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Communications of the ACM

Communications of the ACM

Practical Programmer: Academics, and the Scarlet Letter 'A'

  • "Scarlet letter: a scarlet letter 'A' formerly worn by a person convicted of adultery"
    —Oxford American Dictionary

This column isn't about what you think it's about based on the opening quotation. (This is known as a "truth-in-column-writing" introduction.) Instead, it's going to be about a whole new meaning for the scarlet letter "A," one much more appropriate to the readers of Communications.

What other meaning could that scarlet letter have, after Nathaniel Hawthorne did such a good job of elaborating that first, dictionary, meaning in his novel, The Scarlet Letter ?

There is an uneasy relationship at best between academics and the practitioners. I have discussed before, in this column and others, several topics touching on that uneasy relationship—the "communication chasm" between these two groups; the controversial issue of whether criticism of academe is "divisive" and the "creeping buzzwordism" that results when some academics who know nothing of either practice or banking try to implement a significant, bet-the-bank banking application. Readers have answered those discussions with a rewarding, sometimes supportive, sometimes critical, collection of responses.

In this column, I want to revisit it. But in this case, I want to begin by saying something extremely positive about the academics in my reading audience. This topic has to do with who academics are, and what they are about.

Two of the best things I believe can be said about academics—they are extremely bright people, and they are truth-seekers.

Extremely bright? The process of getting a Ph.D., which by now most academics are required to have, is both laborious and consuming. And the knowledge they must ingest in order to achieve the Ph.D. is considerable and complex. Only the brightest of the bright can make it through that process and acquire that knowledge. Academics are capable, intelligent, thinking people.

Truth-seekers? Down through the ages, academe has been the bastion of the independent thinker, the person who was willing to risk all manner of things to obtain and disseminate truth. If you wanted to explore a topic in a way that cut away all the blather and old husband's tales, it was an academic whose support you sought.

But there's a problem in all of this academic wonderfulness. Recently, in my role as editor of a largely academic journal, I received a review of a paper. The paper was written by an academic, but—more to the point—so was the review. (As you academics already know, that's the way things work in the academic world—"publish or perish." Professors submit their work to a journal, it is peer reviewed and the fittest of the submittals survive and are published.) The reviewer's reaction to the paper was that "the author of the paper needs to do a better job of selling his or her work."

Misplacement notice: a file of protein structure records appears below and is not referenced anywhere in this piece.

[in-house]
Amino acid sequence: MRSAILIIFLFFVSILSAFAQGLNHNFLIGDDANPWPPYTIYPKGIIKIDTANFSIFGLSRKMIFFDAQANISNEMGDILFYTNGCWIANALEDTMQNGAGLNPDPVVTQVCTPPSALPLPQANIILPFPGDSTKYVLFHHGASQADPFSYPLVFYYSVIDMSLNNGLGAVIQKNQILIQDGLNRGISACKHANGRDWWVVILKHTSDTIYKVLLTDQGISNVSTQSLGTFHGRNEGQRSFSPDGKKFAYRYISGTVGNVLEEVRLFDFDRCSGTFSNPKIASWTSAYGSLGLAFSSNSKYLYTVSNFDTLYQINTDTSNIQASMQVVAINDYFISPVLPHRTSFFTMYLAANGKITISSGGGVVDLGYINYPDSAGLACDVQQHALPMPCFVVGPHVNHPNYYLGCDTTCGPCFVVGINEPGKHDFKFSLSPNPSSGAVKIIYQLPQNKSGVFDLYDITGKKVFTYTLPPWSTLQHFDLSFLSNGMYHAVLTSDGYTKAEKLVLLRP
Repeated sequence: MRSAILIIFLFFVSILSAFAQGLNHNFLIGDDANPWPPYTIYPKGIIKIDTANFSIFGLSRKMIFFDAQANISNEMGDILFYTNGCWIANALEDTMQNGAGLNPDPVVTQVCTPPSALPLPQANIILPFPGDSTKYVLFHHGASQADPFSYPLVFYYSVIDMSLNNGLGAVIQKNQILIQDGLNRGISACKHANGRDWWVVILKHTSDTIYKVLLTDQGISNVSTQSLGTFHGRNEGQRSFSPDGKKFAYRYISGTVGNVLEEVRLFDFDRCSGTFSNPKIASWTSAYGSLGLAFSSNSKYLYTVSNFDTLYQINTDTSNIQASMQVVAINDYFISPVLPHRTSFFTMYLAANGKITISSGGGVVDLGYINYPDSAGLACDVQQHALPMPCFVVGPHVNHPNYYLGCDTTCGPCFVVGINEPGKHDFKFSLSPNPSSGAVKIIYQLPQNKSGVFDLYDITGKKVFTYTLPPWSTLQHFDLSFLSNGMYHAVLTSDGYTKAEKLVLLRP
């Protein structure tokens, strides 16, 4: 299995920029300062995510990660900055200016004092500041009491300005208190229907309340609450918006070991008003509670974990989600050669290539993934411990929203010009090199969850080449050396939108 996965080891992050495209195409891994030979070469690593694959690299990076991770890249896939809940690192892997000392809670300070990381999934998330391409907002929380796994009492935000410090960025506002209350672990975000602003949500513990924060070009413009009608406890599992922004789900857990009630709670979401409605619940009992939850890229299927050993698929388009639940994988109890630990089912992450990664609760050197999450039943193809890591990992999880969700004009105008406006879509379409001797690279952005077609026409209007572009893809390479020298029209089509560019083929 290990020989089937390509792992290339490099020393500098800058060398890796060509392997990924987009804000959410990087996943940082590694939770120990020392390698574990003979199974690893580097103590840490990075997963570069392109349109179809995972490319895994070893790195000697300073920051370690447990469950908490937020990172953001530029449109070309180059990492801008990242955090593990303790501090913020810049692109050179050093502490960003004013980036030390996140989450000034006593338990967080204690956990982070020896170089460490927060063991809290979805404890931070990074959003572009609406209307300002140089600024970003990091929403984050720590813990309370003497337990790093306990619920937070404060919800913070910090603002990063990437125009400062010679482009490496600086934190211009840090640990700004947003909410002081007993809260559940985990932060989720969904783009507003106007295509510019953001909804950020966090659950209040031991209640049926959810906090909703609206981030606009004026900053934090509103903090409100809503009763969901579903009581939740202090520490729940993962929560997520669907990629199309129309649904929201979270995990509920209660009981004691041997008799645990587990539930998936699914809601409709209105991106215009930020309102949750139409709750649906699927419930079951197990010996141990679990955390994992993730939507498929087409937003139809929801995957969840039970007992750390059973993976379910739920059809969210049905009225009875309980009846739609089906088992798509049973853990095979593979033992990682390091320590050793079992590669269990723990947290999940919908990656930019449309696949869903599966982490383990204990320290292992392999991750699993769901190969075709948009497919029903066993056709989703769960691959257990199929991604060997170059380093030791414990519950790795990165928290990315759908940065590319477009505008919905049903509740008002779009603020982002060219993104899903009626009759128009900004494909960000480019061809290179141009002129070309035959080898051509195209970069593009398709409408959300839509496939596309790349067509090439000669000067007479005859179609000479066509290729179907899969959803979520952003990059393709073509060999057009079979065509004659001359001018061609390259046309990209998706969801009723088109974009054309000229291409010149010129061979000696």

Selling the work, indeed! Whatever happened to the honorable profession of truth-seeker? If an academic has done a good job of studying and describing his or her subject, the truth of what was learned should shine forth like a bright star. It should need no embellishment, no "selling." Oh, of course there is a need for what most academics call "motivation"—a discussion of why the topic of the paper and its findings are important. But selling? Something vitally important has been lost when academics start doing that.

There are a couple of reasons why I thought this was a topic important enough for my sort-of-rant in these pages. The first reason is the obvious one—this particular reviewer had somehow lost track of the most honorable part of the academic's profession.

The second reason is more subtle—and more serious. All too often present-day computing academics do precisely what this reviewer recommended. They attempt to sell their belief set. They advocate, rather than investigate, ideas. They scold practitioners for not adopting the ideas they advocate. They do a superficial analysis of a topic, discarding or explaining away the findings that don't agree with their already-established biases, and then publish yet-another laudatory article about some academic-computing-establishment topic. There isn't the hint of a thought, in their work, that the computing conventional wisdom might be questioned—or even questionable.

If an academic has done a good job of studying and describing his or her subject, the truth of what was learned should shine forth like a bright star.

Now I'm happy to report, in the spirit of "some of my best friends are academics," that most academics aren't like that. There remains a potent force of bright truth-seekers in academe. But, unfortunately, the good ones are reluctant to rattle the cages of the not-so-good-ones. When did you ever see an academic take the position that another academic did the computing community a disservice for advocating instead of investigating? Academic paper reviews may be criticized on the basis of incompetency or inadequacy, but rarely on the basis of irrelevance or unethicalness.

And that's a shame. Because the computing world desperately needs those very bright, truth-seeking academics. Ones willing, when it becomes necessary, to post the scarlet letter "A" for Advocate on the foreheads of their colleagues who deserve it.

So there you have it—the scarlet letter "A," with a whole new meaning. One which, if acted upon by those in a position to do so, could significantly improve that "uneasy relationship" I spoke of at the beginning of this column.

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Robert Glass ( is the publisher of the Software Practitioner newsletter and editor of Elsevier's Journal of Systems and Software.

©2001 ACM  0002-0782/01/0400  $5.00

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